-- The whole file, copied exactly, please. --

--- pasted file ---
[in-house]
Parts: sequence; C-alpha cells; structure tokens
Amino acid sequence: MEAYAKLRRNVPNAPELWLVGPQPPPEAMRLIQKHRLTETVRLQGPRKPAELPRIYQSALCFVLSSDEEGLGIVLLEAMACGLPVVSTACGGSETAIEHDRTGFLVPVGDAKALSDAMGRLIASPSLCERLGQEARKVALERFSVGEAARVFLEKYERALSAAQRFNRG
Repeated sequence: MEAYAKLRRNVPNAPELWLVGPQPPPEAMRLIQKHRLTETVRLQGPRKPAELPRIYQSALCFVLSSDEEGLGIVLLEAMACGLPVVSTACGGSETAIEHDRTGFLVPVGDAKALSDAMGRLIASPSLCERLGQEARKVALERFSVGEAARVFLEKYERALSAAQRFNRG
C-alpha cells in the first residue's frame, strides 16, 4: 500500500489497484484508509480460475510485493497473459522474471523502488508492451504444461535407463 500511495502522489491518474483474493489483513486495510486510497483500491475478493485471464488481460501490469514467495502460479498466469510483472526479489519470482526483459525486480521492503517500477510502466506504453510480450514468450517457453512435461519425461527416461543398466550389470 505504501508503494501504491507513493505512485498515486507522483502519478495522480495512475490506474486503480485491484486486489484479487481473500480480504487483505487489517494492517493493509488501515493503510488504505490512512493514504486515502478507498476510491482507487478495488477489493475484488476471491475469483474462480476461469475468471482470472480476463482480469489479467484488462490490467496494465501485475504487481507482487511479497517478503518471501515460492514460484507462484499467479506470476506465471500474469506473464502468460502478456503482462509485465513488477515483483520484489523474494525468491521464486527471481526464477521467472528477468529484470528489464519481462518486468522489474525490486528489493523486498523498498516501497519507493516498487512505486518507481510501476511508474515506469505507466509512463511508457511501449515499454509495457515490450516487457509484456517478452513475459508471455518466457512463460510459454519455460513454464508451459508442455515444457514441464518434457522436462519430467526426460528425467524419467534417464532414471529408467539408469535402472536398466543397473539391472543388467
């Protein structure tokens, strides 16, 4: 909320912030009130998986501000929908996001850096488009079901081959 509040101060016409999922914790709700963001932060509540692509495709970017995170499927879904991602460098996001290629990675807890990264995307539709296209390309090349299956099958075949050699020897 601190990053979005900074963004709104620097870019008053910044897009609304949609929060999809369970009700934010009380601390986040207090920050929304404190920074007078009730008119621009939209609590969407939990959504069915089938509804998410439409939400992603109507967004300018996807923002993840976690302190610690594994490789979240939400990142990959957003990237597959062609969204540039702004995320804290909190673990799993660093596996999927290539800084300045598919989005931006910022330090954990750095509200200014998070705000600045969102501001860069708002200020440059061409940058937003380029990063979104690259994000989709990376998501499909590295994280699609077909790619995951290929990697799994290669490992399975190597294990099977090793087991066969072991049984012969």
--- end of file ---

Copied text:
[in-house]
Parts: sequence; C-alpha cells; structure tokens
Amino acid sequence: MEAYAKLRRNVPNAPELWLVGPQPPPEAMRLIQKHRLTETVRLQGPRKPAELPRIYQSALCFVLSSDEEGLGIVLLEAMACGLPVVSTACGGSETAIEHDRTGFLVPVGDAKALSDAMGRLIASPSLCERLGQEARKVALERFSVGEAARVFLEKYERALSAAQRFNRG
Repeated sequence: MEAYAKLRRNVPNAPELWLVGPQPPPEAMRLIQKHRLTETVRLQGPRKPAELPRIYQSALCFVLSSDEEGLGIVLLEAMACGLPVVSTACGGSETAIEHDRTGFLVPVGDAKALSDAMGRLIASPSLCERLGQEARKVALERFSVGEAARVFLEKYERALSAAQRFNRG
C-alpha cells in the first residue's frame, strides 16, 4: 500500500489497484484508509480460475510485493497473459522474471523502488508492451504444461535407463 500511495502522489491518474483474493489483513486495510486510497483500491475478493485471464488481460501490469514467495502460479498466469510483472526479489519470482526483459525486480521492503517500477510502466506504453510480450514468450517457453512435461519425461527416461543398466550389470 505504501508503494501504491507513493505512485498515486507522483502519478495522480495512475490506474486503480485491484486486489484479487481473500480480504487483505487489517494492517493493509488501515493503510488504505490512512493514504486515502478507498476510491482507487478495488477489493475484488476471491475469483474462480476461469475468471482470472480476463482480469489479467484488462490490467496494465501485475504487481507482487511479497517478503518471501515460492514460484507462484499467479506470476506465471500474469506473464502468460502478456503482462509485465513488477515483483520484489523474494525468491521464486527471481526464477521467472528477468529484470528489464519481462518486468522489474525490486528489493523486498523498498516501497519507493516498487512505486518507481510501476511508474515506469505507466509512463511508457511501449515499454509495457515490450516487457509484456517478452513475459508471455518466457512463460510459454519455460513454464508451459508442455515444457514441464518434457522436462519430467526426460528425467524419467534417464532414471529408467539408469535402472536398466543397473539391472543388467
């Protein structure tokens, strides 16, 4: 909320912030009130998986501000929908996001850096488009079901081959 509040101060016409999922914790709700963001932060509540692509495709970017995170499927879904991602460098996001290629990675807890990264995307539709296209390309090349299956099958075949050699020897 601190990053979005900074963004709104620097870019008053910044897009609304949609929060999809369970009700934010009380601390986040207090920050929304404190920074007078009730008119621009939209609590969407939990959504069915089938509804998410439409939400992603109507967004300018996807923002993840976690302190610690594994490789979240939400990142990959957003990237597959062609969204540039702004995320804290909190673990799993660093596996999927290539800084300045598919989005931006910022330090954990750095509200200014998070705000600045969102501001860069708002200020440059061409940058937003380029990063979104690259994000989709990376998501499909590295994280699609077909790619995951290929990697799994290669490992399975190597294990099977090793087991066969072991049984012969």